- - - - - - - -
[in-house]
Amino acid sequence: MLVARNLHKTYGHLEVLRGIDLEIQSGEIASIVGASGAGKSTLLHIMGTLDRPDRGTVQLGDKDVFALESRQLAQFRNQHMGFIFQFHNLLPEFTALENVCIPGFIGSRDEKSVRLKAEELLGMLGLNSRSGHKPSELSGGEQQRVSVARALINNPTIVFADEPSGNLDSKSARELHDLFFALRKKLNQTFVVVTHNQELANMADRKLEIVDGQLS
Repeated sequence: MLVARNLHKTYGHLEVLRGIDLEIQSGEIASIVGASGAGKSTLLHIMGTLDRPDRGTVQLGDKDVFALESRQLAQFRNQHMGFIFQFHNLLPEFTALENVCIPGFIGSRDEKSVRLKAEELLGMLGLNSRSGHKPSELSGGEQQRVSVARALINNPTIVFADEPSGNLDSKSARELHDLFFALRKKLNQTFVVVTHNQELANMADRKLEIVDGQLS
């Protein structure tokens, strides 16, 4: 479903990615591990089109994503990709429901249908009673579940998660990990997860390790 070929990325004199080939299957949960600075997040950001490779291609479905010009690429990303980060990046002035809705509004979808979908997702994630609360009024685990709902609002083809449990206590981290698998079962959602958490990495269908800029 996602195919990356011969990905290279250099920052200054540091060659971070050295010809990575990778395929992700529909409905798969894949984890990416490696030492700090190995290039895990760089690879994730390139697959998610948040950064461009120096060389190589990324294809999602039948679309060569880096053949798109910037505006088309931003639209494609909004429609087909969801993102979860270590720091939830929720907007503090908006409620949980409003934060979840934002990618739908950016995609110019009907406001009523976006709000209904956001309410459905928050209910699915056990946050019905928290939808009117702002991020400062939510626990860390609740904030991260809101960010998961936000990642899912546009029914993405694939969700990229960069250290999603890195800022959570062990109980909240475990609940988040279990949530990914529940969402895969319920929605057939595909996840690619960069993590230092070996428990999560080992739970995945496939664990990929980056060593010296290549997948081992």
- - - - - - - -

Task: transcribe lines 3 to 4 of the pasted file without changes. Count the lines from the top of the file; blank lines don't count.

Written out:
Repeated sequence: MLVARNLHKTYGHLEVLRGIDLEIQSGEIASIVGASGAGKSTLLHIMGTLDRPDRGTVQLGDKDVFALESRQLAQFRNQHMGFIFQFHNLLPEFTALENVCIPGFIGSRDEKSVRLKAEELLGMLGLNSRSGHKPSELSGGEQQRVSVARALINNPTIVFADEPSGNLDSKSARELHDLFFALRKKLNQTFVVVTHNQELANMADRKLEIVDGQLS
């Protein structure tokens, strides 16, 4: 479903990615591990089109994503990709429901249908009673579940998660990990997860390790 070929990325004199080939299957949960600075997040950001490779291609479905010009690429990303980060990046002035809705509004979808979908997702994630609360009024685990709902609002083809449990206590981290698998079962959602958490990495269908800029 996602195919990356011969990905290279250099920052200054540091060659971070050295010809990575990778395929992700529909409905798969894949984890990416490696030492700090190995290039895990760089690879994730390139697959998610948040950064461009120096060389190589990324294809999602039948679309060569880096053949798109910037505006088309931003639209494609909004429609087909969801993102979860270590720091939830929720907007503090908006409620949980409003934060979840934002990618739908950016995609110019009907406001009523976006709000209904956001309410459905928050209910699915056990946050019905928290939808009117702002991020400062939510626990860390609740904030991260809101960010998961936000990642899912546009029914993405694939969700990229960069250290999603890195800022959570062990109980909240475990609940988040279990949530990914529940969402895969319920929605057939595909996840690619960069993590230092070996428990999560080992739970995945496939664990990929980056060593010296290549997948081992």